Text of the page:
Peters receives CIFAR funding to study structure of thought
- January 17, 2023
- Award is part of “Scialog” series designed to accelerate scientific breakthroughs
Megan Peters, University of California, Irvine assistant professor of cognitive sciences, has received a $50,000 Collaborative Innovation award from the Scialog: Molecular Basis of Cognition initiative. Funded by the Research Corporation for Science Advancement, the Canadian Institute for Advanced Research (CIFAR), the Frederick Gardner Cottrell Foundation, The Kavli Foundation and Walder Foundation, the initiative - short for "science + dialog" - was created to accelerate scientific breakthroughs by stimulating intensive interdisciplinary conversation and community building around a theme of global importance. Peters’ research team – which includes Travis Baker, Center for Molecular and Behavioral Neuroscience, Rutgers University, and Robert Wilson, Psychology, University of Arizona – will be studying the structure of thought in naturalistic behaviors.
“This project aims to use state of the art natural language processing to understand the subject experiences of decision-making and problem solving,” says Peters. “We hope to reveal new insight into how people make decisions under uncertain conditions, both in the lab and in real-world settings. We’re very excited about this project!”
Peters studies perception, perceptual decision making, and the subjective experiences that accompany the brain’s ability to understand what we see and make sense of the world around us amidst constant noise. Computational modeling, psychophysics, and non-invasive neuroimaging – MRI, EEG, and brain stimulation – are tools she employs in her Cognitive & Neural Computation Lab to understand how the brain creates subjective experience, behavior, and perception.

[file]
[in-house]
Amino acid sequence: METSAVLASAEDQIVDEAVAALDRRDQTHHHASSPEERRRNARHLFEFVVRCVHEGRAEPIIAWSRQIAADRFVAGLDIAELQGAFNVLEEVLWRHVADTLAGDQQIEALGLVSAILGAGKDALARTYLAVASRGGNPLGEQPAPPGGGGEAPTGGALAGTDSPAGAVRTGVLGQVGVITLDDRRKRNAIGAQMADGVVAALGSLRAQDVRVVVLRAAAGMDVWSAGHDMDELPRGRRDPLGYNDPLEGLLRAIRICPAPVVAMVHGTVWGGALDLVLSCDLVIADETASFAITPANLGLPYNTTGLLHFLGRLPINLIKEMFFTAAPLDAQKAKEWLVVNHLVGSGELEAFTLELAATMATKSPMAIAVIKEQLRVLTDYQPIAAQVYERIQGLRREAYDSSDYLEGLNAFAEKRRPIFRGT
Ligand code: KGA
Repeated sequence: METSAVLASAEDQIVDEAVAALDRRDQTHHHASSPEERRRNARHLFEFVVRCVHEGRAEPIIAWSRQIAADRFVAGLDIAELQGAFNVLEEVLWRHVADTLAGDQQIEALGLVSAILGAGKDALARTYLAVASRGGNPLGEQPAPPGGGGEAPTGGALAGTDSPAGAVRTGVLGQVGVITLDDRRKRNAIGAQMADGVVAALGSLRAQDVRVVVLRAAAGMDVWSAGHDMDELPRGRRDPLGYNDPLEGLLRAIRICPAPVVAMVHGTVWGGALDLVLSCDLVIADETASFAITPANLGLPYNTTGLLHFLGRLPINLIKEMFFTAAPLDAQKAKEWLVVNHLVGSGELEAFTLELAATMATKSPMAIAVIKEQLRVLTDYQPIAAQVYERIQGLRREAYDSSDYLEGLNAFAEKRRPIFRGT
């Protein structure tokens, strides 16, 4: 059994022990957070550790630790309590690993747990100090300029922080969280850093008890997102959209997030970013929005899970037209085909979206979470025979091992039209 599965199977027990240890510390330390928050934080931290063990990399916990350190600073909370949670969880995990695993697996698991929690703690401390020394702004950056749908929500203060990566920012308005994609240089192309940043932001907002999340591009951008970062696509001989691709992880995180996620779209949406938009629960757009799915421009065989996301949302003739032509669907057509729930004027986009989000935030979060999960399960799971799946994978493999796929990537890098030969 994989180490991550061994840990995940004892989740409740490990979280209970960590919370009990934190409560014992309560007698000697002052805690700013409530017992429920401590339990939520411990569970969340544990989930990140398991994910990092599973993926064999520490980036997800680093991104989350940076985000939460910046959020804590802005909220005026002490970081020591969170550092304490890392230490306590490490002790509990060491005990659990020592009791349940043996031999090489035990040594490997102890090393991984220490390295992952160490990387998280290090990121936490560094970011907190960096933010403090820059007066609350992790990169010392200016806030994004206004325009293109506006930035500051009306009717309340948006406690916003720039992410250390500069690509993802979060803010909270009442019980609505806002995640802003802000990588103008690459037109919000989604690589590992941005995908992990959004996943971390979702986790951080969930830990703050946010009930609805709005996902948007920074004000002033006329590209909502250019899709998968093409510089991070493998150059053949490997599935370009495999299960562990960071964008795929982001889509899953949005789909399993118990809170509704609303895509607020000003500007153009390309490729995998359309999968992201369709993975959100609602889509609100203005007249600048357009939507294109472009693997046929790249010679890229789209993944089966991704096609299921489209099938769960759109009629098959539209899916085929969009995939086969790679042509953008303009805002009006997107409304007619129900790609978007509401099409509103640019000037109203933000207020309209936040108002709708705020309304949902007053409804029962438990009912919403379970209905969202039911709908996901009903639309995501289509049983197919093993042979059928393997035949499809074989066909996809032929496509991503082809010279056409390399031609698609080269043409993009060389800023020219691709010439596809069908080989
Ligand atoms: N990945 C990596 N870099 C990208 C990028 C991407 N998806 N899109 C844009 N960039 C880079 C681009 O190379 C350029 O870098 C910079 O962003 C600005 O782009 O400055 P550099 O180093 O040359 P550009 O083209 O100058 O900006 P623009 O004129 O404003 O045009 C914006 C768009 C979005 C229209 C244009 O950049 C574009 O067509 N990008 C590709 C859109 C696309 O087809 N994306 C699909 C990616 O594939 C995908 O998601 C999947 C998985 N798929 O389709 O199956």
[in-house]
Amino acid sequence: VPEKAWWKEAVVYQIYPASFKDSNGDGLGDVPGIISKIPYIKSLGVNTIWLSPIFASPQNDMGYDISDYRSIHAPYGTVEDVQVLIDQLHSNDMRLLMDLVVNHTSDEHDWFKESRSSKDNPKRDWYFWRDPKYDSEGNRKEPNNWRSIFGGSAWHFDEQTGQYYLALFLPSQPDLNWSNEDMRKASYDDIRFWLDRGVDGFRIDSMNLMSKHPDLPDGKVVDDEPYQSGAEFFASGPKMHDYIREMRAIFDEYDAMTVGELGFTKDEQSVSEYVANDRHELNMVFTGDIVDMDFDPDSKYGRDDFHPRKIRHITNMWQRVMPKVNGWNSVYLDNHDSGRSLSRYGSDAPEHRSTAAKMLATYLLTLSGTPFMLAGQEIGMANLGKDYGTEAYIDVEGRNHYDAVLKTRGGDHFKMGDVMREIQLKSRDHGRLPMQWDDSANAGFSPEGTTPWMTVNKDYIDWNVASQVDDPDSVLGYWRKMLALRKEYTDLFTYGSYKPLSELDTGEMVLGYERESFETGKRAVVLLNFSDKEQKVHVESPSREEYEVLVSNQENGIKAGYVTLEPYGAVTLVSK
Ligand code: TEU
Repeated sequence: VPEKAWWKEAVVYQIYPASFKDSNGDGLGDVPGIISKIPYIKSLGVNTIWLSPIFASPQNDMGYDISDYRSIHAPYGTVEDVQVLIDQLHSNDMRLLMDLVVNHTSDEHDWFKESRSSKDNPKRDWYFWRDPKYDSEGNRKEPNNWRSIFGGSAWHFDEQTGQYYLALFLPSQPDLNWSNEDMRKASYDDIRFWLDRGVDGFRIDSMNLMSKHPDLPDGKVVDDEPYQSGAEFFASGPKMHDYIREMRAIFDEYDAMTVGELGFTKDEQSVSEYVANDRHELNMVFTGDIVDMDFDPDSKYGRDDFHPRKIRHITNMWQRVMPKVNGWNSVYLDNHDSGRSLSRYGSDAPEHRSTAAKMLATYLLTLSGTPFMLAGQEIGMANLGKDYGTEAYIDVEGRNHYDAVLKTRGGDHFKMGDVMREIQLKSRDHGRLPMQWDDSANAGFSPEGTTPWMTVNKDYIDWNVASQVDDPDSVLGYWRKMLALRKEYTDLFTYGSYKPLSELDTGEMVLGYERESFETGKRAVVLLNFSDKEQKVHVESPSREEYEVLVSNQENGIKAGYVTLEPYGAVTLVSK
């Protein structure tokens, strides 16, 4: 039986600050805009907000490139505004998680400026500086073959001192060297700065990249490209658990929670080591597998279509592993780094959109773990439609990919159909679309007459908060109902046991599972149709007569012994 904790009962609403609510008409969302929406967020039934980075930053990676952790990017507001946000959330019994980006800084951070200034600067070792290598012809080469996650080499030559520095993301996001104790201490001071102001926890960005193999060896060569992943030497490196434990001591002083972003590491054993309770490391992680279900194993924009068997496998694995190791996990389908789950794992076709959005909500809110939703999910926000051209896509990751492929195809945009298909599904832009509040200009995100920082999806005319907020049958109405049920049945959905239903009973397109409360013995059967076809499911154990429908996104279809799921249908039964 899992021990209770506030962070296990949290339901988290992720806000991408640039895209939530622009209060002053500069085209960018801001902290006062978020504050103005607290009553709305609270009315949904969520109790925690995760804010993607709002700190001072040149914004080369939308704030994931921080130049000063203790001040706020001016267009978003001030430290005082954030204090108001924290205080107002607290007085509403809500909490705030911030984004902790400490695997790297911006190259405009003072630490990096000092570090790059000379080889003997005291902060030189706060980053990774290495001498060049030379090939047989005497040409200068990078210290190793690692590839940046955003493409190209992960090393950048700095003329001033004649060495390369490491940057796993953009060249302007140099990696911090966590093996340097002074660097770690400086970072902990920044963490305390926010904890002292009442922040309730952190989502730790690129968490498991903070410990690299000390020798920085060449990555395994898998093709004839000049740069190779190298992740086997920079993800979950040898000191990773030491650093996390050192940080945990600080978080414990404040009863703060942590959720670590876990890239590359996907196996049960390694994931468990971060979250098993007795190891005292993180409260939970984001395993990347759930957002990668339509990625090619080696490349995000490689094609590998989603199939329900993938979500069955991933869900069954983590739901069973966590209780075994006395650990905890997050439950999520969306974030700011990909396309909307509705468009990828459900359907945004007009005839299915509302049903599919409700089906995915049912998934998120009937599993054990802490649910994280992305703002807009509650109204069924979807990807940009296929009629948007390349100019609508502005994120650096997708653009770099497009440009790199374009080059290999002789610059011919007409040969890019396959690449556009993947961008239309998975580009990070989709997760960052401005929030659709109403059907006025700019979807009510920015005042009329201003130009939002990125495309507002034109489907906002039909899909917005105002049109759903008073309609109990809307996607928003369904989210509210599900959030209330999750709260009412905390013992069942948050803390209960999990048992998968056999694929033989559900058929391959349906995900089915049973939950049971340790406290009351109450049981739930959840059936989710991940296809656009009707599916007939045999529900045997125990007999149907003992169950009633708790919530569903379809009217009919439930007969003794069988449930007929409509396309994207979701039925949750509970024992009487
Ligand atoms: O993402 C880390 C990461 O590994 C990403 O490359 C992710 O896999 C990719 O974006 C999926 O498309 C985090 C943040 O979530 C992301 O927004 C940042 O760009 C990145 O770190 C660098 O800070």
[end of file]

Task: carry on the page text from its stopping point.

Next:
Her research has been funded by the National Science Foundation, the National Institutes of Health, the Air Force Office of Scientific Research, the Templeton World Charity Foundation, and the John Templeton Foundation with findings published in Psychonomic Bulleting & Review, Nature Human Behavior, eLife, and Trends in Cognitive Sciences. She’s created curriculum for GRE and SAT prep courses offered through the nonprofit organization Acceso Academy (which she co-founded) with funding provided by several community organizations including Juntos Podemos/Together We Can Foundation, the Institute for Mexicans Abroad and the Consulate General of Mexico in Los Angeles, and the Central City Neighborhood Partners and the City of Los Angeles. She's also co-founder and president of Neuromatch Academy, a multinational, multifaceted three-week neuroscience networking, mentoring and education program for students and professionals interested in computational neuroscience and deep learning. In 2019, she was named a CIFAR Azrieli Global Scholar in Brain, Mind and Consciousness.
Peters received her bachelor’s in cognitive science at Brown University, and master’s and Ph.D. in psychology with a concentration in cognitive neuroscience and computational cognition at UCLA. She then worked for three years as a postdoctoral researcher at UCLA before she was hired as an assistant professor of bioengineering at UC Riverside. Her UCI appointment formally began in March 2020.
Scialog funding for Peters’ work is provided by CIFAR while her teammates – Baker and Wilson – are funded by RCSA and the Frederick Gardner Cottrell Foundation. They’ll attend an October conference to present a progress report on their work.